What can influence our ability to spot faces? Based on research by CREST researchers Nick Donnelly, Anne Hillstrom and Natalie Mestry, this guide details what makes spotting faces difficult.
Searching for faces is a fundamental task in various security-critical domains (e.g., surveillance). Sometimes people search for a face held in memory, and sometimes they match two faces seen together. These tasks require overlapping but not identical skills.
Intuitively, we might assume that humans can search for more than one unfamiliar face at a time. The reality is quite different.
People are good at searching for or comparing familiar faces even when the two images of the face include changes in viewpoint, lighting and expression. In comparison, searching for or comparing unfamiliar faces is very difficult. Security tasks of face matching and face recognition usually involve relatively unfamiliar faces.
Intuitively, we might assume that humans can search for more than one unfamiliar face at a time. The reality is quite different. When asked to search simultaneously for two unfamiliar faces, one is prioritised and there is a cost to searching for the second target face, regardless of how difficult the search is.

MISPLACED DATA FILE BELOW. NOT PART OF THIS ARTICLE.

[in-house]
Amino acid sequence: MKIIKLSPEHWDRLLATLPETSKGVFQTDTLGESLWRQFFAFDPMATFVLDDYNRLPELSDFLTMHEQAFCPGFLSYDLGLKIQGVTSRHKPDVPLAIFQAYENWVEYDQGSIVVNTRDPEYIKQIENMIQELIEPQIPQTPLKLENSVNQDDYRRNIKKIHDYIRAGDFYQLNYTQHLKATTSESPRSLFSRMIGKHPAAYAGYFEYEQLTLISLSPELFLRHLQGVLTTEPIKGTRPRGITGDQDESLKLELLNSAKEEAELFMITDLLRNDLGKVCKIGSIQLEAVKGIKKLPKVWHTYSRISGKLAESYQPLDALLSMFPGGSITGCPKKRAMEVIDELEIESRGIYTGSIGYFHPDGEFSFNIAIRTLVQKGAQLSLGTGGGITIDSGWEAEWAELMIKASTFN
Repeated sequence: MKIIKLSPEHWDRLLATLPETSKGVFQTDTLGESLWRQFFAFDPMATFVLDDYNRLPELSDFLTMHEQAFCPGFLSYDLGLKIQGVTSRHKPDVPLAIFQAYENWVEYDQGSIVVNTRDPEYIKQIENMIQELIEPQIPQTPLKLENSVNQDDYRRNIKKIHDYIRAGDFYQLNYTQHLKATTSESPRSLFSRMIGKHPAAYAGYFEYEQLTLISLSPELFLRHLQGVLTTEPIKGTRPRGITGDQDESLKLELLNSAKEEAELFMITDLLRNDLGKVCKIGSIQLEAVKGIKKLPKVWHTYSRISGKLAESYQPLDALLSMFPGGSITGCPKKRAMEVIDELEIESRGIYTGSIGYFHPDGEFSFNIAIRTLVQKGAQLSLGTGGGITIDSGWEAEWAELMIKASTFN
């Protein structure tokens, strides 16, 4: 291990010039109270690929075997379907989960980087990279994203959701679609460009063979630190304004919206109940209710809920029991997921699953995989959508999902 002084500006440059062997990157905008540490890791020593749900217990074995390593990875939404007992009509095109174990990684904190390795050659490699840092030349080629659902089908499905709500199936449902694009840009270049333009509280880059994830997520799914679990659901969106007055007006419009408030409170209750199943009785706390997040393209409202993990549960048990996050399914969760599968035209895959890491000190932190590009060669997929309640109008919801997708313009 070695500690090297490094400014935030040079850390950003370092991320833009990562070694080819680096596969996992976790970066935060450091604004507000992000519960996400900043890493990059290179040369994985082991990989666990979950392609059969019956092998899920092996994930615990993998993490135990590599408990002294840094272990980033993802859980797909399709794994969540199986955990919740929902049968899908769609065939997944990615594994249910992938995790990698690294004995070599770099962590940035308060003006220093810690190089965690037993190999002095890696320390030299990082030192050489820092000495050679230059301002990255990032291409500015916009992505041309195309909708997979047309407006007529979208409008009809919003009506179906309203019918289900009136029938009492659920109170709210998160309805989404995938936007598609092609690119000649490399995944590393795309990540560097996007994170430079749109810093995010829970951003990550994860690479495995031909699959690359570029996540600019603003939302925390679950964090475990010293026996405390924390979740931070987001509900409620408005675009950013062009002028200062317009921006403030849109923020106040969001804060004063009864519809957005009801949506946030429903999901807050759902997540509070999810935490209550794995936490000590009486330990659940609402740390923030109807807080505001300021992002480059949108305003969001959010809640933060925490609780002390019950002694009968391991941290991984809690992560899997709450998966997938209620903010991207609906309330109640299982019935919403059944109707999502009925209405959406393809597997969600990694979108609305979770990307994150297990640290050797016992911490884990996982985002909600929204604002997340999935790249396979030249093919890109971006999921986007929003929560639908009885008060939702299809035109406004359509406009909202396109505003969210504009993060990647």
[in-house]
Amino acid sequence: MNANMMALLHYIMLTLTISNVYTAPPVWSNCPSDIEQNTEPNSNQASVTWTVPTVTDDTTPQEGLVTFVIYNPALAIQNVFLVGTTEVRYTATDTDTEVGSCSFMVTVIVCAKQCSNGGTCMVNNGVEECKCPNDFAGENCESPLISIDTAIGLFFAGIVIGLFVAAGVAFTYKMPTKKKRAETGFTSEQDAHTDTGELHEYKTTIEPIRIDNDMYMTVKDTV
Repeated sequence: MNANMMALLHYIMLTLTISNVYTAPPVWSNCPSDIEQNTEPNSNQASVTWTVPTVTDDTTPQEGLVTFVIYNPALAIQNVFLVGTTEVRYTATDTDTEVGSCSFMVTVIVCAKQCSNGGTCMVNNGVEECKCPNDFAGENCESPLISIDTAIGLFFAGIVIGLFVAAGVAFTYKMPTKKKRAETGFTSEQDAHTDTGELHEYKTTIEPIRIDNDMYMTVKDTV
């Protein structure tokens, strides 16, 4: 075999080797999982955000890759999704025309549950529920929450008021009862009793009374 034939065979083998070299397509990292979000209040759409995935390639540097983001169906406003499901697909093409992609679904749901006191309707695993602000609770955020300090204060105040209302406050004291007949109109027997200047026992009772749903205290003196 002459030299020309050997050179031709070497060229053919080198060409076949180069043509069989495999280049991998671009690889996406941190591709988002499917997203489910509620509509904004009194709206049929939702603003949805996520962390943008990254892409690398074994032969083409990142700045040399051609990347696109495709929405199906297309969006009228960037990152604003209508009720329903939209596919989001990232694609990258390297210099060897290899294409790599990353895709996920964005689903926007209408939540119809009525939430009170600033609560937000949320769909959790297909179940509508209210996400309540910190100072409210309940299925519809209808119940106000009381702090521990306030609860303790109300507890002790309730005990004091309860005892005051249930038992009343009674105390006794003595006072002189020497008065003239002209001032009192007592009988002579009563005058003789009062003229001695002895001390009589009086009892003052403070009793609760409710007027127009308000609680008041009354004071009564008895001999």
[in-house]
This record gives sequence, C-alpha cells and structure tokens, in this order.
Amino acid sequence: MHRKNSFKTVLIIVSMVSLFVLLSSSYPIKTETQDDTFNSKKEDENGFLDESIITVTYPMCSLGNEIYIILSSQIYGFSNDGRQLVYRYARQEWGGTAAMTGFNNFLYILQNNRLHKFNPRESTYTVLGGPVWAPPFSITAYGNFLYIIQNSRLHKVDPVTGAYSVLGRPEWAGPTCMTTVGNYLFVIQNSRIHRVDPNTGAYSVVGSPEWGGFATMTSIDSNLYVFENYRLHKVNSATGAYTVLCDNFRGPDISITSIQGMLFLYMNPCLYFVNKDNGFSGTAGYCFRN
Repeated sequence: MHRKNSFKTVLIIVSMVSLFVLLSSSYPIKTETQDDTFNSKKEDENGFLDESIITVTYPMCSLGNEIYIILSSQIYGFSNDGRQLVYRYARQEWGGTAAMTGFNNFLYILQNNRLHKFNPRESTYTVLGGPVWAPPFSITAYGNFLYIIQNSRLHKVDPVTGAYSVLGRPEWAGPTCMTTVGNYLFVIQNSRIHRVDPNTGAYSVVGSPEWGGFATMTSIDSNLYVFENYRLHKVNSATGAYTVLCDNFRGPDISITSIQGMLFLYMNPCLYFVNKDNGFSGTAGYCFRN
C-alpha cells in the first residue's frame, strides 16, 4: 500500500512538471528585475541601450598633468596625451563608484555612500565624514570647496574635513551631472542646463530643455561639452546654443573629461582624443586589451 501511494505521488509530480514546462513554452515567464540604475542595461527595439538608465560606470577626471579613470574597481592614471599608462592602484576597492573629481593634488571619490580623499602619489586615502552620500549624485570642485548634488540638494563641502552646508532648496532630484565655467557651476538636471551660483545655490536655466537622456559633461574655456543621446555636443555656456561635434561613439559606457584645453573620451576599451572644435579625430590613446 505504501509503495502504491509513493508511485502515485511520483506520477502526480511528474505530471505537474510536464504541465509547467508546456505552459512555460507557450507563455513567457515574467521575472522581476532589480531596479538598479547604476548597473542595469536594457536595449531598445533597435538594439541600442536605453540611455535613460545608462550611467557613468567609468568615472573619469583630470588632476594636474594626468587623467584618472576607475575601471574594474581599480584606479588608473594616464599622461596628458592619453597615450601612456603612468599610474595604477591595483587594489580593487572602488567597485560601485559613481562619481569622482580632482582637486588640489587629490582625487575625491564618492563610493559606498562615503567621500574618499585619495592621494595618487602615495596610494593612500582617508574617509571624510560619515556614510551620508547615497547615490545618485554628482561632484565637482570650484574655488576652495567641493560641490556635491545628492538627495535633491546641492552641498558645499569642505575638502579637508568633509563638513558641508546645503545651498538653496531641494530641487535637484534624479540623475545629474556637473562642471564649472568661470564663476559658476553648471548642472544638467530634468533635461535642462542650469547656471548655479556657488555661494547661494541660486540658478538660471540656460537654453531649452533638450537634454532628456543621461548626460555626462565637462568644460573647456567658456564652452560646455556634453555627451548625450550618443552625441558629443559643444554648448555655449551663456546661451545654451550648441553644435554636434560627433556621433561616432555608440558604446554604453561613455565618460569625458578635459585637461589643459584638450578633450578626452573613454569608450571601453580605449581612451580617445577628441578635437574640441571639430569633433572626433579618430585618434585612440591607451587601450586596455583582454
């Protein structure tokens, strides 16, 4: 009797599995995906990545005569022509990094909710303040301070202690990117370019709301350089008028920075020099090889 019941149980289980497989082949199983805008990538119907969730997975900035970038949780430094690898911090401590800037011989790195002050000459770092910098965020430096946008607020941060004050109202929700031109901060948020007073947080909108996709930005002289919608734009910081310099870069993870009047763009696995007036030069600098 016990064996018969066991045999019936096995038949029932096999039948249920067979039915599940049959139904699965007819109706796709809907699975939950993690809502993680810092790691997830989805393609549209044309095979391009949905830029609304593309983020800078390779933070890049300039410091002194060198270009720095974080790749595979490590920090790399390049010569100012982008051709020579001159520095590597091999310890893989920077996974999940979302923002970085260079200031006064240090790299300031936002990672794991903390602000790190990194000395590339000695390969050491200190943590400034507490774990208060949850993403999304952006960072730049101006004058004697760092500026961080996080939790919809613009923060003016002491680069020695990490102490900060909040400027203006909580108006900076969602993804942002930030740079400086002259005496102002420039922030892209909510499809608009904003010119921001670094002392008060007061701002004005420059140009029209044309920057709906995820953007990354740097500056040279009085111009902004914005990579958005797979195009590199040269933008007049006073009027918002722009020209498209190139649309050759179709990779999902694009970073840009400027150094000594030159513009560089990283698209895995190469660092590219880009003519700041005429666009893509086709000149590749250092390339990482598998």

You can read more on this topic by downloading the guide here 16-025-01-1.pdf. The guide will take two minutes to read. This is one of a series of guides on detecting rare, hidden, or non-salient targets. You can read the other guides here.
As part of CREST’s commitment to open access research this guide is available under a Creative Commons BY-NC-SA 4.0 licence. For more details on how you can use our content see here.